Pesticide Use ‘Threatening’ British Songbirds

Great Britain is famous for its beautiful birds and listening to birdsong is one of the greatest simple pleasures in life… but it seems that our feathered friends are now being put at increasing risk because of some common gardening habits, specifically the use of pesticides.

New research from the University of Sussex, published in the Science of the Total Environment journal, has just revealed that if you do use pesticides in your gardens, it’s likely that you’ll see fewer birds flying in to pay a visit.

According to the Guardian, the study found that there were 25 per cent fewer house sparrows in gardens where the use of glyphosate was commonplace (an ingredient found in many brands, including Gallup and Roundup).

If you use the likes of metaldehyde slug pellets, meanwhile, you are also likely to see fewer birds, with the study also showing that these products can drive house sparrow numbers down by almost 40 per cent.

Professor Dave Goulson from the university’s school of life sciences department was quoted by the news source as saying: “The UK has 22 million gardens, which collectively could be a fantastic refuge for wildlife, but not if they are overly tidy and sprayed with poisons. We just don’t need pesticides in our gardens.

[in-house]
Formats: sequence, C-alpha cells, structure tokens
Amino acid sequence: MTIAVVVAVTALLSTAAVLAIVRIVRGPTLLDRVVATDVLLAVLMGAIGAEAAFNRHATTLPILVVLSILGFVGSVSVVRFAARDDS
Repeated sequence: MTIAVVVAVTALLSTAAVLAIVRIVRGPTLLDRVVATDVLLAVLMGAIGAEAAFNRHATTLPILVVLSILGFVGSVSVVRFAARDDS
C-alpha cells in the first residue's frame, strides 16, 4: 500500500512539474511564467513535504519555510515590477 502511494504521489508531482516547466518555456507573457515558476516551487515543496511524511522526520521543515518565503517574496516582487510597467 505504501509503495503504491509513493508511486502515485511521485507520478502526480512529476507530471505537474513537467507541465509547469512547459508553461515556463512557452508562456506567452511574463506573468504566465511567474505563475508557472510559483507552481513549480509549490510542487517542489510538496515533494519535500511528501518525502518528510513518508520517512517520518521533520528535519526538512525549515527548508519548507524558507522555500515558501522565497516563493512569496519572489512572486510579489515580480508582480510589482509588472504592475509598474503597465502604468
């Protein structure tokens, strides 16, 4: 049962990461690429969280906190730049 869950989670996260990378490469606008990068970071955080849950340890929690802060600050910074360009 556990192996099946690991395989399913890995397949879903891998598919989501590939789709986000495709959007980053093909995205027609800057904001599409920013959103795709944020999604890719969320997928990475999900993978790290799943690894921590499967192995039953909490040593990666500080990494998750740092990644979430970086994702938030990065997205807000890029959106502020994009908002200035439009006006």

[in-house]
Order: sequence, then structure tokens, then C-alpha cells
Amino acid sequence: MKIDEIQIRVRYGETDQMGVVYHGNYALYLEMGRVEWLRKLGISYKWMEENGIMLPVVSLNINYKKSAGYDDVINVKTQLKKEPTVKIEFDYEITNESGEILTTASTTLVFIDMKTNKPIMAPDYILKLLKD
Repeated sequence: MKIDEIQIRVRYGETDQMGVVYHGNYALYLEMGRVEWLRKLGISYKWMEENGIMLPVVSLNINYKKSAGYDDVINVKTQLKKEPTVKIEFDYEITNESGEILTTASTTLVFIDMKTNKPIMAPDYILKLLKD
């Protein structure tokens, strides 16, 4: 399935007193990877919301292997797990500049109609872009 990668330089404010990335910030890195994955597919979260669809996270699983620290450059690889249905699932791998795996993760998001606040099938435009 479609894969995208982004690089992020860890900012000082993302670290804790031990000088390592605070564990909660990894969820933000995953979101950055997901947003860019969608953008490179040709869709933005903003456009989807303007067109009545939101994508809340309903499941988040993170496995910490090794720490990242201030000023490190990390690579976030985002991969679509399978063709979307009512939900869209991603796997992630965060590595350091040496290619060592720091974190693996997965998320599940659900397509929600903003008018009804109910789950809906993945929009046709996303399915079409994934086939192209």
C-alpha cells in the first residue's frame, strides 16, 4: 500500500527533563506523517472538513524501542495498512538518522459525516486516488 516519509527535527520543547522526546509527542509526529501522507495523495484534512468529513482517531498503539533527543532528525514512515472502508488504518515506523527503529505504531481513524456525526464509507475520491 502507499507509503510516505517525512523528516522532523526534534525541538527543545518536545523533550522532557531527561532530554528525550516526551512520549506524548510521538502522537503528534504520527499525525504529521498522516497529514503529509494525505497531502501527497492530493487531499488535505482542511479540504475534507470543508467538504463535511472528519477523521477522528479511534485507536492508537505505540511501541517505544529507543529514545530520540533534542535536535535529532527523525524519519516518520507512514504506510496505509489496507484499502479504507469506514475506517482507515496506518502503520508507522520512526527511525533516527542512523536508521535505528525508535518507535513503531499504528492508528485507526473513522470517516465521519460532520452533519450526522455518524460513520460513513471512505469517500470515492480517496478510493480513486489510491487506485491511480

“Many towns around the world are now pesticide free. We should simply ban the use of these poisons in urban areas, following the example of France.”


What to use instead of pesticides?

The good news is that there are lots of alternatives to pesticides if you do want to encourage the birds back to your gardens.

What about trying out different gardening techniques that can help drive vigorous plant growth while discouraging pests from taking up residence? You can also invest in pest-resistant plants that provide habitats for wildlife, while companion planting can make a big difference to pest numbers while keeping your plants healthy, happy and thriving.


Need help with the landscaping at your Chester home? Get in touch with LW Landscapes today.